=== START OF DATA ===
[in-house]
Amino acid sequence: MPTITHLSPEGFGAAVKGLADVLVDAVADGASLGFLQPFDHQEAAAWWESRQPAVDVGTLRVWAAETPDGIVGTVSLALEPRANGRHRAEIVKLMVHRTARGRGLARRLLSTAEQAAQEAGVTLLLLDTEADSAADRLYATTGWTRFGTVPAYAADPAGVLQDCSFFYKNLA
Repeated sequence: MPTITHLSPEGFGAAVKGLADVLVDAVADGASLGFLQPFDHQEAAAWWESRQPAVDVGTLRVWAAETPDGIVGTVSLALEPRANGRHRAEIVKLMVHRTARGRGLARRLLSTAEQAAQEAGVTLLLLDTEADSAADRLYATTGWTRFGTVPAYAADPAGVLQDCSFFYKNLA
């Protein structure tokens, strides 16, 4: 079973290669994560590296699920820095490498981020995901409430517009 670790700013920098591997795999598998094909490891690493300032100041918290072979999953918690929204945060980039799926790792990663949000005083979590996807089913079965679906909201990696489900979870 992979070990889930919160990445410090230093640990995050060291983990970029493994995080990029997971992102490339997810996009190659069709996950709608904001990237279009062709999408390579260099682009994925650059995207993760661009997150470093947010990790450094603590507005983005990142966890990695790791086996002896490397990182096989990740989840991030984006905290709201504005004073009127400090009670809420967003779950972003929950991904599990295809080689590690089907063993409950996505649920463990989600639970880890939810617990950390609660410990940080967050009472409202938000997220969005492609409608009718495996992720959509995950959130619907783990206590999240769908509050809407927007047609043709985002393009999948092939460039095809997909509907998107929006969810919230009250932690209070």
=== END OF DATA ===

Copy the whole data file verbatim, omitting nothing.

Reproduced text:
[in-house]
Amino acid sequence: MPTITHLSPEGFGAAVKGLADVLVDAVADGASLGFLQPFDHQEAAAWWESRQPAVDVGTLRVWAAETPDGIVGTVSLALEPRANGRHRAEIVKLMVHRTARGRGLARRLLSTAEQAAQEAGVTLLLLDTEADSAADRLYATTGWTRFGTVPAYAADPAGVLQDCSFFYKNLA
Repeated sequence: MPTITHLSPEGFGAAVKGLADVLVDAVADGASLGFLQPFDHQEAAAWWESRQPAVDVGTLRVWAAETPDGIVGTVSLALEPRANGRHRAEIVKLMVHRTARGRGLARRLLSTAEQAAQEAGVTLLLLDTEADSAADRLYATTGWTRFGTVPAYAADPAGVLQDCSFFYKNLA
């Protein structure tokens, strides 16, 4: 079973290669994560590296699920820095490498981020995901409430517009 670790700013920098591997795999598998094909490891690493300032100041918290072979999953918690929204945060980039799926790792990663949000005083979590996807089913079965679906909201990696489900979870 992979070990889930919160990445410090230093640990995050060291983990970029493994995080990029997971992102490339997810996009190659069709996950709608904001990237279009062709999408390579260099682009994925650059995207993760661009997150470093947010990790450094603590507005983005990142966890990695790791086996002896490397990182096989990740989840991030984006905290709201504005004073009127400090009670809420967003779950972003929950991904599990295809080689590690089907063993409950996505649920463990989600639970880890939810617990950390609660410990940080967050009472409202938000997220969005492609409608009718495996992720959509995950959130619907783990206590999240769908509050809407927007047609043709985002393009999948092939460039095809997909509907998107929006969810919230009250932690209070």